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Considering Canine Aggression from a Scientific Perspective

By Susan Nilson

Dr. Lisa Radosta, keynote speaker at Pet Professional Guild’s Canine Aggression and Bite Prevention Seminar in Portland, Oregon, April 2019 © Pet Professional Guild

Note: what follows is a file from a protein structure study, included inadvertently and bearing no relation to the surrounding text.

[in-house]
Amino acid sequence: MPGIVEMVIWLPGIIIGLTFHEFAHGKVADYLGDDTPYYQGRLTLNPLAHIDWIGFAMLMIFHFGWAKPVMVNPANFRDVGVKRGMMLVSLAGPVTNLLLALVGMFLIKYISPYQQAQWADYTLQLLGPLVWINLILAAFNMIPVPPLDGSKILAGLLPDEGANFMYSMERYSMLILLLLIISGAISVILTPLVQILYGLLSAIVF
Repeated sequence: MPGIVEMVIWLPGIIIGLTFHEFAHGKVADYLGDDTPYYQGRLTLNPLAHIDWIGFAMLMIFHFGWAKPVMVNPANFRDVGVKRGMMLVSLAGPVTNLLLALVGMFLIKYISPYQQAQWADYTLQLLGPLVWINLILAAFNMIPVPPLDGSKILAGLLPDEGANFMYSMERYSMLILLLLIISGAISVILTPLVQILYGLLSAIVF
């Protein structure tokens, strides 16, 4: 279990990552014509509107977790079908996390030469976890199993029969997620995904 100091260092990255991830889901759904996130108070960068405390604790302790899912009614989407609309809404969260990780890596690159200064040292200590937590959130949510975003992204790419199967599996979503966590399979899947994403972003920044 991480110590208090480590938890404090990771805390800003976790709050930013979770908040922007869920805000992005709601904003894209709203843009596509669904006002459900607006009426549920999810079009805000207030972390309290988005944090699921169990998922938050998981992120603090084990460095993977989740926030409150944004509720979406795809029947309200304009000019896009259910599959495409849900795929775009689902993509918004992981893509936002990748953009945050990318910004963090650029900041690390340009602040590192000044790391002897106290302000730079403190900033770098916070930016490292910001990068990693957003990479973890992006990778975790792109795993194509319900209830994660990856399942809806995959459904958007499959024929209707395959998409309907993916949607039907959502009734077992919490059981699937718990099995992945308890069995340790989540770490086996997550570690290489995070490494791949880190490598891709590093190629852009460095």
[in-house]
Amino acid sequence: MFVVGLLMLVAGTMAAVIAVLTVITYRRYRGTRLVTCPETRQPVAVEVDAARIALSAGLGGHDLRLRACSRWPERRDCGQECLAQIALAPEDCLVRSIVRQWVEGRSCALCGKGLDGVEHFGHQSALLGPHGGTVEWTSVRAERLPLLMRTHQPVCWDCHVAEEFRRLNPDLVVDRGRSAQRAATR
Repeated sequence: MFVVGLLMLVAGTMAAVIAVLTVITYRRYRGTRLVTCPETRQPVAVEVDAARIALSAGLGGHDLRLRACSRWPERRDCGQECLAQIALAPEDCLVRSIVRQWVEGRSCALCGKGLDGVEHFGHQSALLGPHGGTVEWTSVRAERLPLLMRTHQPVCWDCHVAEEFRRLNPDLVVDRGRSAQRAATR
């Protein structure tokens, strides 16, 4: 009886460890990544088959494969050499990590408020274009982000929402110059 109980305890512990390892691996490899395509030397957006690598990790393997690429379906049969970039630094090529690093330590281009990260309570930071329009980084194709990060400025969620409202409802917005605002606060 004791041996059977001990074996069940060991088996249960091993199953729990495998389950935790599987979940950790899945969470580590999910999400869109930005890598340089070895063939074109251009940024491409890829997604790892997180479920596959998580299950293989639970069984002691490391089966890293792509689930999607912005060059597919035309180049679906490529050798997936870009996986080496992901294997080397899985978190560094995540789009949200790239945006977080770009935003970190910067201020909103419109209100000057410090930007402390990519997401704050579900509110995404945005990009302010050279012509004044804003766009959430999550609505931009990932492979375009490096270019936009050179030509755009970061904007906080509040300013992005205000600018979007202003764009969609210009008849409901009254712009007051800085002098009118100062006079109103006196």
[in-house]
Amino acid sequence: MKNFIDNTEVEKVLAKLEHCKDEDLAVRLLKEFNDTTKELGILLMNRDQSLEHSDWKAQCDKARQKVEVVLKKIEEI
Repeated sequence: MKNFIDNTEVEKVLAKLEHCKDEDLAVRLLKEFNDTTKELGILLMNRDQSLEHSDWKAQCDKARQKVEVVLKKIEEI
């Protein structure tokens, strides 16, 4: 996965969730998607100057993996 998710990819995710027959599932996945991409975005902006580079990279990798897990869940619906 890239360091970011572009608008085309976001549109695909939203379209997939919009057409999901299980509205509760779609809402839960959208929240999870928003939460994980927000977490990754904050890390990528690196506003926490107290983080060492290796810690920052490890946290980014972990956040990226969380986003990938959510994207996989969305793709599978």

“The skull shape is going to determine the bite level. There’s a lot of stuff that goes into the amount of damage done by a bite and very little of it has to do with the dog’s ability to control himself. A dog jaw is a third order lever. This means the force is in the middle between the load and the fulcrum. This is physics 101. Dogs do not all have the same bite mechanics or bite potential…My issue with bite levels is that predictions are made, treatment is guided, and predictions, including death, are based on something that has no scientific value, that doesn’t even come close to being predictive,” Radosta said. “Labels can create order from chaos but can also lead us very far astray and alter treatment plans, causing us to make predictions that are not true and compromising patient care. ‘Bite levels’ are damage levels and are multifactorial with no predictive value, because the dog has no control over anything I said after ‘third order lever.’” Read article


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